I am not an engineer. but I studied
to be one. those days, the ’60s, we
went to varsity in shorts and long socks and
threw paper aeroplanes in class. chem.eng.
was a tough course. the theoreticians did well
but the real engineers, the guys who drank beers
and fixed their own cars, failed.
Liberation in South Africa and the first free elections, in 1994, unleashed a social and cultural energy and sense of possibility. In the two decades since then, there has been an explosion of innovation in South African poetry, with a number of poets experimenting with fresh perspectives and themes. In a society still bearing the effects of deep division—most obviously, but not only, racial—poetry has become one of the cultural media through which individuals from previously antagonistic groups can share and explore their feelings and emotions, thereby, at times, creating bonds of mutual sympathy. At the same time, the social and political foci of pre-liberation poetry have remained but have been transformed and augmented by a number of fresh areas of concern.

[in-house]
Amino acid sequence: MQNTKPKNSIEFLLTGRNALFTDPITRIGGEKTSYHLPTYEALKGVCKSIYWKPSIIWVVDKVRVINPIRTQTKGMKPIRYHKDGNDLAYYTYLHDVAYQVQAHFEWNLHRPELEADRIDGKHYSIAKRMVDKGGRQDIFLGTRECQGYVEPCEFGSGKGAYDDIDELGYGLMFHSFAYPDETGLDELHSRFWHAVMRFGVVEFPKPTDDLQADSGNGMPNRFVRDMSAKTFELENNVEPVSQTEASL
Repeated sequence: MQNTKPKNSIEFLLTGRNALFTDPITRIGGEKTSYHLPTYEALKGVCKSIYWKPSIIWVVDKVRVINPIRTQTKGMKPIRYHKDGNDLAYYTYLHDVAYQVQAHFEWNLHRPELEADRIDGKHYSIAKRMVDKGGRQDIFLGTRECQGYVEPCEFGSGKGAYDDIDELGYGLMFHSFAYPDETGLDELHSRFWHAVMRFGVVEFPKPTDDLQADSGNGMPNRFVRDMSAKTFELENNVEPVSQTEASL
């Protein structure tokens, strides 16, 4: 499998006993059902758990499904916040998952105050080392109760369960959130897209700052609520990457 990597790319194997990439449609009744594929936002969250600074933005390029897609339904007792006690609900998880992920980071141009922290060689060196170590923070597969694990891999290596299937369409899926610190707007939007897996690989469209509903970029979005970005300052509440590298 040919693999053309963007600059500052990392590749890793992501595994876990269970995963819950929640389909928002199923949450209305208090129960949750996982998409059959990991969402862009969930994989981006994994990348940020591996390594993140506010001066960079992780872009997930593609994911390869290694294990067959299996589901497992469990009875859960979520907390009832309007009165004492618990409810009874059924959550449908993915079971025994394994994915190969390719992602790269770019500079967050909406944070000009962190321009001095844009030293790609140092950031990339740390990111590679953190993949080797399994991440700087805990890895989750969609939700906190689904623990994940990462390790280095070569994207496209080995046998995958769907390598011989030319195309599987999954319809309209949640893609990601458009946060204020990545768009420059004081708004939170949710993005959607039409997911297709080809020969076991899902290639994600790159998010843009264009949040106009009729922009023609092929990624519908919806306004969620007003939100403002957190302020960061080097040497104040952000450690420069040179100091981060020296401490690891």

(after discovering that I weigh 90 kilograms before the age of 40)
chubbiness is weighing me down
like a tree that can’t carry its branches anymore
i don’t want to be brushed aside
so easily by the wind of love
like rugged absentminded sweating men
with bellies of pap, tripe & beer